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Proximal Distilled Evolutionary Reinforcement Learning

Published in AAAI 2020, 2019

Reinforcement Learning (RL) has achieved impressive performance in many complex environments due to the integration with Deep Neural Networks (DNNs). At the same time, Genetic Algorithms (GAs), often seen as a competing approach to RL, had limited success in scaling up to the DNNs required to solve challenging tasks. Contrary to this dichotomic view, in the physical world, evolution and learning are complementary processes that continuously interact. The recently proposed Evolutionary Reinforcement Learning (ERL) framework has demonstrated mutual benefits to performance when combining the two methods. However, ERL has not fully addressed the scalability problem of GAs. In this paper, we show that this problem is rooted in an unfortunate combination of a simple genetic encoding for DNNs and the use of traditional biologically-inspired variation operators. When applied to these encodings, the standard operators are destructive and cause catastrophic forgetting of the traits the networks acquired. We propose a novel algorithm called Proximal Distilled Evolutionary Reinforcement Learning (PDERL) that is characterised by a hierarchical integration between evolution and learning. The main innovation of PDERL is the use of learning-based variation operators that compensate for the simplicity of the genetic representation. Unlike traditional operators, our proposals meet the functional requirements of variation operators when applied on directly-encoded DNNs. We evaluate PDERL in five robot locomotion settings from the OpenAI gym. Our method outperforms ERL, as well as two state-of-the-art RL algorithms, PPO and TD3, in all tested environments.

Quantile QT-Opt for Risk-Aware Vision-Based Robotic Grasping

Published in arXiv, 2019

The distributional perspective on reinforcement learning (RL) has given rise to a series of successful Q-learning algorithms, resulting in state-of-the-art performance in arcade game environments. However, it has not yet been analyzed how these findings from a discrete setting translate to complex practical applications characterized by noisy, high dimensional and continuous state-action spaces. In this work, we propose Quantile QT-Opt (Q2-Opt), a distributional variant of the recently introduced distributed Q-learning algorithm for continuous domains, and examine its behaviour in a series of simulated and real vision-based robotic grasping tasks. The absence of an actor in Q2-Opt allows us to directly draw a parallel to the previous discrete experiments in the literature without the additional complexities induced by an actor-critic architecture. We demonstrate that Q2-Opt achieves a superior vision-based object grasping success rate, while also being more sample efficient. The distributional formulation also allows us to experiment with various risk-distortion metrics that give us an indication of how robots can concretely manage risk in practice using a Deep RL control policy. As an additional contribution, we perform experiments on offline datasets and compare them with the latest findings from discrete settings. Surprisingly, we find that there is a discrepancy between our results and the previous batch RL findings from the literature obtained on arcade game environments.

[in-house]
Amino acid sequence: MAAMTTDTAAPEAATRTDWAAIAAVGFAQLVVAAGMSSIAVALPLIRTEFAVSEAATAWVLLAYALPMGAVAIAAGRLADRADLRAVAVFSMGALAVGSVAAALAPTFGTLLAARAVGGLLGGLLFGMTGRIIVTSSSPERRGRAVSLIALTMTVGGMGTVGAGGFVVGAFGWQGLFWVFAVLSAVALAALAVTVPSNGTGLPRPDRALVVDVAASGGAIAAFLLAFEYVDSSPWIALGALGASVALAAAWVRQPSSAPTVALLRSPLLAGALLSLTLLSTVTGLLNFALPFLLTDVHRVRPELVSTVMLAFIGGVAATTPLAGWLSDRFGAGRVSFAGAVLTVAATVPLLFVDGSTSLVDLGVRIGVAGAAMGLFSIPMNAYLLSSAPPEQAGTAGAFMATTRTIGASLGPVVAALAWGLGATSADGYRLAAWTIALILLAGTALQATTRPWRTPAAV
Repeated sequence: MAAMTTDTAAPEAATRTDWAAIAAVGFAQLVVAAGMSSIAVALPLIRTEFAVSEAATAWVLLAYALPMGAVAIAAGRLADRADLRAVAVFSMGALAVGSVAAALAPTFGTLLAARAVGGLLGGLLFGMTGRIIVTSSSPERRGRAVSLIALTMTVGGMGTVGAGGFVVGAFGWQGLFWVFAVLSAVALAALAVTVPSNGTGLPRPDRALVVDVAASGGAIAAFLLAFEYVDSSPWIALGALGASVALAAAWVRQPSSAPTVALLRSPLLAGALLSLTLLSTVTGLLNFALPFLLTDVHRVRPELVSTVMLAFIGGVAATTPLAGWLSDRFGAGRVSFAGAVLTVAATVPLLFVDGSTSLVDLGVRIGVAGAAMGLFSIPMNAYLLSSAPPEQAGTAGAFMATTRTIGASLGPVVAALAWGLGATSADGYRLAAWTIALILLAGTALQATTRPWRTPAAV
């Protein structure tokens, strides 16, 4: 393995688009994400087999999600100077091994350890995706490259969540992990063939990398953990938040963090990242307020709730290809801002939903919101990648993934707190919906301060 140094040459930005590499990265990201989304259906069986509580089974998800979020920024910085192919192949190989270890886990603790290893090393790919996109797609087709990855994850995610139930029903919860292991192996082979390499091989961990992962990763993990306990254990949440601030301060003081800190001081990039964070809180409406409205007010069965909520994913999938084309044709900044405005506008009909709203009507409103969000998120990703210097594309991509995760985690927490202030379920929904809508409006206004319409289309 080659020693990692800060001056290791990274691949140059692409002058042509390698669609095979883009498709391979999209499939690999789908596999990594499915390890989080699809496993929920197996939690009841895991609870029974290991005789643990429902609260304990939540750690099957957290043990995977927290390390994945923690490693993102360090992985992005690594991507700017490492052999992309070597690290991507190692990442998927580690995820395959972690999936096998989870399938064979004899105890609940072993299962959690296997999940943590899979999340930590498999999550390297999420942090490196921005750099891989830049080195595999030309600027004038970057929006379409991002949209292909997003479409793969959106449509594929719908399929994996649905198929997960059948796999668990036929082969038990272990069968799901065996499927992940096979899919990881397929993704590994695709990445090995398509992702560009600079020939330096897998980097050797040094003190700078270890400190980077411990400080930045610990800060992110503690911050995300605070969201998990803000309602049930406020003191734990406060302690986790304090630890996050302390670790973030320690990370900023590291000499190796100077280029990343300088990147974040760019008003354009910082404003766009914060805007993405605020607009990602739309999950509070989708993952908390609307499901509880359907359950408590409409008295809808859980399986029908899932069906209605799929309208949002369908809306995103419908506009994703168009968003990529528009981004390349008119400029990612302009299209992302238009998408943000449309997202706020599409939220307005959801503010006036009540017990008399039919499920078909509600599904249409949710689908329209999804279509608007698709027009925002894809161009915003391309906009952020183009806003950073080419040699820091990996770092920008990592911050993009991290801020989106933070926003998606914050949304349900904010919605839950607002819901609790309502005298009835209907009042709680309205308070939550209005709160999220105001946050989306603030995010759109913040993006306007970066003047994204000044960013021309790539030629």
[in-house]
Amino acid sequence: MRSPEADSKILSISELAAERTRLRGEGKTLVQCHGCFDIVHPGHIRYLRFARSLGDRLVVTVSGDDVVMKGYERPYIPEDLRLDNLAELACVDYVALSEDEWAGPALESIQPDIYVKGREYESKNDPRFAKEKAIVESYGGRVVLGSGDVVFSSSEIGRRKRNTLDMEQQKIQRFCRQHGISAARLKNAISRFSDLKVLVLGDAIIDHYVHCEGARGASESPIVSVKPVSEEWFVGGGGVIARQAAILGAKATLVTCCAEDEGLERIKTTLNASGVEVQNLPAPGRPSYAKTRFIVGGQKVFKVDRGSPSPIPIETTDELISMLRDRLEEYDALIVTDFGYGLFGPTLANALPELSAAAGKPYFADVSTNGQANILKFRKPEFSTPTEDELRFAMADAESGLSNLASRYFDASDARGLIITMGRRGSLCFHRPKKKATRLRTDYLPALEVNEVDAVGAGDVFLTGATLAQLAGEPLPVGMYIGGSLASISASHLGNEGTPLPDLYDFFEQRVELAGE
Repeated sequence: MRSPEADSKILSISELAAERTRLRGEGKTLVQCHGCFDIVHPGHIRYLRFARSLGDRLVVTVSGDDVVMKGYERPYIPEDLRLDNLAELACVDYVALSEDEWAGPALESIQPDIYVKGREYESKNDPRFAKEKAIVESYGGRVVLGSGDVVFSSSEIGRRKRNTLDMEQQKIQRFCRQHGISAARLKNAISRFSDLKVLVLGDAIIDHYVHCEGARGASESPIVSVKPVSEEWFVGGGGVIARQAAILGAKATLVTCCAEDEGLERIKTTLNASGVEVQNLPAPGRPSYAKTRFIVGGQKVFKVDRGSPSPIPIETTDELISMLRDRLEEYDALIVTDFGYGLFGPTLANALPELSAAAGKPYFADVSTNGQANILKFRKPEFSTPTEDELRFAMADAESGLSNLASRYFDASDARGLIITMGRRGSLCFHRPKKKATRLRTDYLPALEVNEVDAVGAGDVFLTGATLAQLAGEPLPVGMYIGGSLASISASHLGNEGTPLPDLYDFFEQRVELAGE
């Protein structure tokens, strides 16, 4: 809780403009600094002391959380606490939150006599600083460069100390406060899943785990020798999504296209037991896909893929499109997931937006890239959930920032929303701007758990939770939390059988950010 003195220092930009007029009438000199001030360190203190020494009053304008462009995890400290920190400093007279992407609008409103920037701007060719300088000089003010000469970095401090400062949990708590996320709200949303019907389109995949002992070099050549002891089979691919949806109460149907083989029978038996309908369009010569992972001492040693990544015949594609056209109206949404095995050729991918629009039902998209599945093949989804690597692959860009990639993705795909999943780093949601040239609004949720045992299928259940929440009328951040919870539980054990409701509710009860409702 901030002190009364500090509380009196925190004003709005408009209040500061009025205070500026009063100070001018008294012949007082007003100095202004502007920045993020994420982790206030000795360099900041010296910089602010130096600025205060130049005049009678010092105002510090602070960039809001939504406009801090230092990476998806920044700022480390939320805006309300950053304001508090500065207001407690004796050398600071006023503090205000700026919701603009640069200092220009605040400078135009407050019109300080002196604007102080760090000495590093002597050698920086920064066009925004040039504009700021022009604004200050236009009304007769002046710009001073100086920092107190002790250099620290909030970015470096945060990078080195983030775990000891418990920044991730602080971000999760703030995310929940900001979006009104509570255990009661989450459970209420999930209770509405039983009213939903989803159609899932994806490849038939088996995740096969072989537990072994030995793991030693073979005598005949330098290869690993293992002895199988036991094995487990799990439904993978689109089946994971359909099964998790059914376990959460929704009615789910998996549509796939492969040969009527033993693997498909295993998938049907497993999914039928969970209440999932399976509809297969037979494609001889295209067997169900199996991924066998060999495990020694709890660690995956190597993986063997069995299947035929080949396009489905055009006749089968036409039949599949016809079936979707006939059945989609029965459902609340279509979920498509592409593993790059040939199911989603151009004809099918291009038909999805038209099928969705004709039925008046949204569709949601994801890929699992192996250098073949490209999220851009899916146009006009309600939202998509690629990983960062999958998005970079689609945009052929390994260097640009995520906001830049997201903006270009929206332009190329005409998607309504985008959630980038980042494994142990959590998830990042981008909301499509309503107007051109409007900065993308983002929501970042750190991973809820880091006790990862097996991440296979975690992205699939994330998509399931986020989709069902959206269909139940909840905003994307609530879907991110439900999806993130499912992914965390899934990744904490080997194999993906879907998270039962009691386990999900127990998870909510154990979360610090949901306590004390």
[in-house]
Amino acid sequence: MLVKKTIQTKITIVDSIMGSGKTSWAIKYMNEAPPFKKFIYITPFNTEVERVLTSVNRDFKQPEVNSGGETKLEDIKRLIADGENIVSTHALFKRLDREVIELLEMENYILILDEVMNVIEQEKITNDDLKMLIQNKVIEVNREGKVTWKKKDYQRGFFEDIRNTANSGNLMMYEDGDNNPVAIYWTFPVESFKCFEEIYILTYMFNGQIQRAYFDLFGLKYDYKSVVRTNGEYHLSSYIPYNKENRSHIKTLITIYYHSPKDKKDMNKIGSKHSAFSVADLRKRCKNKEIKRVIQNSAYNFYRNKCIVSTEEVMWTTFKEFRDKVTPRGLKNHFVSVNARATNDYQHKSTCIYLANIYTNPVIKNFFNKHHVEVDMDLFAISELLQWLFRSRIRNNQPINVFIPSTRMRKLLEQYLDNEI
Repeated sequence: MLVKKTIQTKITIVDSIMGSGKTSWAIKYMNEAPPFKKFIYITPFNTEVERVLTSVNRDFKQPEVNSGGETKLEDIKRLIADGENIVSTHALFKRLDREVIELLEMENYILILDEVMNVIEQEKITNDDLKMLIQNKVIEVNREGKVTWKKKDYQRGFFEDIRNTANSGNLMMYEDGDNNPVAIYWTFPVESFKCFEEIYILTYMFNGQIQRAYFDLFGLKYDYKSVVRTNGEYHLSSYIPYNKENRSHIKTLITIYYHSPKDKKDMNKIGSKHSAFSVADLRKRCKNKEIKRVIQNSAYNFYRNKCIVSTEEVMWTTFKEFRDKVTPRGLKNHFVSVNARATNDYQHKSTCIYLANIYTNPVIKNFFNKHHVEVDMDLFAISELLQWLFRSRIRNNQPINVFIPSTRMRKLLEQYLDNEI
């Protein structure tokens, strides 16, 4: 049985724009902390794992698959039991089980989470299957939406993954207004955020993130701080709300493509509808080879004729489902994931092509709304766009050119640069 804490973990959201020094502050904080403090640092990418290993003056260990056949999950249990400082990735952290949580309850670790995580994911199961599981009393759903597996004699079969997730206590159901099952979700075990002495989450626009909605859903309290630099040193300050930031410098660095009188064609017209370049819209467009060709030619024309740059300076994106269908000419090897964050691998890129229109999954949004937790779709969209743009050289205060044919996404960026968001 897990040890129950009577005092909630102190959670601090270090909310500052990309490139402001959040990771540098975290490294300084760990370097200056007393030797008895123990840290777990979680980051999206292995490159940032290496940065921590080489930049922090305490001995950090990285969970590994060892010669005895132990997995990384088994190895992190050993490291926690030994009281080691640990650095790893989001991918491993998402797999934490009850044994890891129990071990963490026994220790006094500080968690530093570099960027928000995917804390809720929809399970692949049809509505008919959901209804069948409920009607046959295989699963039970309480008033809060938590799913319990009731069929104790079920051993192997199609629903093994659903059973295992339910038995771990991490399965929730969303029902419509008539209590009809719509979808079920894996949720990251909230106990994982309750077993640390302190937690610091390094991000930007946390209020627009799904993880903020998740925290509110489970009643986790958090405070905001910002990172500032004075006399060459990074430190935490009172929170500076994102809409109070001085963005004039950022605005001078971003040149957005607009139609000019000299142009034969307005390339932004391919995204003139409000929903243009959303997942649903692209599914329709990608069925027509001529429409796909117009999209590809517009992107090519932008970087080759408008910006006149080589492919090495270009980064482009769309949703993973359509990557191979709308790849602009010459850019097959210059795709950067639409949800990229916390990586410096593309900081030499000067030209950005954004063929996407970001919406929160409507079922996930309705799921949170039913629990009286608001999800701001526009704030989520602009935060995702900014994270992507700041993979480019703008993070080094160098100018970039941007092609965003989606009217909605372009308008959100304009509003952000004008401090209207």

Deep Graph Mapper: Seeing Graphs through the Neural Lens

Published in arXiv, 2020

Recent advancements in graph representation learning have led to the emergence of condensed encodings that capture the main properties of a graph. However, even though these abstract representations are powerful for downstream tasks, they are not equally suitable for visualisation purposes. In this work, we merge Mapper, an algorithm from the field of Topological Data Analysis (TDA), with the expressive power of Graph Neural Networks (GNNs) to produce hierarchical, topologically-grounded visualisations of graphs. These visualisations do not only help discern the structure of complex graphs but also provide a means of understanding the models applied to them for solving various tasks. We further demonstrate the suitability of Mapper as a topological framework for graph pooling by mathematically proving an equivalence with Min-Cut and Diff Pool. Building upon this framework, we introduce a novel pooling algorithm based on PageRank, which obtains competitive results with state of the art methods on graph classification benchmarks.



Teaching experience 1

Undergraduate course, University 1, Department, 2014

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Teaching experience 2

Workshop, University 1, Department, 2015

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